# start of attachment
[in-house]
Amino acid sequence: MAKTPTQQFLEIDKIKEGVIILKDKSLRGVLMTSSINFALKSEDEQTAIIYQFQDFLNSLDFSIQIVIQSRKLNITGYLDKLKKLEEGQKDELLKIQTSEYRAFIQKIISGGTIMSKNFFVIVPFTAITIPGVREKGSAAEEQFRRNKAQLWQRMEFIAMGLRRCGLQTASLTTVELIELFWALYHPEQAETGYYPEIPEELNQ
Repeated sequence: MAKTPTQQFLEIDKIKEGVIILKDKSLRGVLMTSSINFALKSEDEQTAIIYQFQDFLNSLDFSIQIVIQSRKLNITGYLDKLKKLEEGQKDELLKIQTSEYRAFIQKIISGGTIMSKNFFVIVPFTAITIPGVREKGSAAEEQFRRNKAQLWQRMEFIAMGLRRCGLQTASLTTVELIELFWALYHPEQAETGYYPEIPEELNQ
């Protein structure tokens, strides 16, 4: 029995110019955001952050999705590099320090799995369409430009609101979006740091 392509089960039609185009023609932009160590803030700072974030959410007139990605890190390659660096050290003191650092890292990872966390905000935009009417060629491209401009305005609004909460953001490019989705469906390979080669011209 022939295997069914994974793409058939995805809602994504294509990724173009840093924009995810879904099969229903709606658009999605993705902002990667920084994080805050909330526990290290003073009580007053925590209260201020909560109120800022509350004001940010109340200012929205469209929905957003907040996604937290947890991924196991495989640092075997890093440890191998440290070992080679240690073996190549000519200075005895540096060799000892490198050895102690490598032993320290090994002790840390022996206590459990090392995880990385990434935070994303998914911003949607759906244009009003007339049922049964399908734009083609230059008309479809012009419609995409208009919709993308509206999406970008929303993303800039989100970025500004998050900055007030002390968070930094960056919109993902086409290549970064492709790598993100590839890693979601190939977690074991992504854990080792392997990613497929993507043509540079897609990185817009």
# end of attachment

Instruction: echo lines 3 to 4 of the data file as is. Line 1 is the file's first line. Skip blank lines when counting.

Repeated sequence: MAKTPTQQFLEIDKIKEGVIILKDKSLRGVLMTSSINFALKSEDEQTAIIYQFQDFLNSLDFSIQIVIQSRKLNITGYLDKLKKLEEGQKDELLKIQTSEYRAFIQKIISGGTIMSKNFFVIVPFTAITIPGVREKGSAAEEQFRRNKAQLWQRMEFIAMGLRRCGLQTASLTTVELIELFWALYHPEQAETGYYPEIPEELNQ
């Protein structure tokens, strides 16, 4: 029995110019955001952050999705590099320090799995369409430009609101979006740091 392509089960039609185009023609932009160590803030700072974030959410007139990605890190390659660096050290003191650092890292990872966390905000935009009417060629491209401009305005609004909460953001490019989705469906390979080669011209 022939295997069914994974793409058939995805809602994504294509990724173009840093924009995810879904099969229903709606658009999605993705902002990667920084994080805050909330526990290290003073009580007053925590209260201020909560109120800022509350004001940010109340200012929205469209929905957003907040996604937290947890991924196991495989640092075997890093440890191998440290070992080679240690073996190549000519200075005895540096060799000892490198050895102690490598032993320290090994002790840390022996206590459990090392995880990385990434935070994303998914911003949607759906244009009003007339049922049964399908734009083609230059008309479809012009419609995409208009919709993308509206999406970008929303993303800039989100970025500004998050900055007030002390968070930094960056919109993902086409290549970064492709790598993100590839890693979601190939977690074991992504854990080792392997990613497929993507043509540079897609990185817009």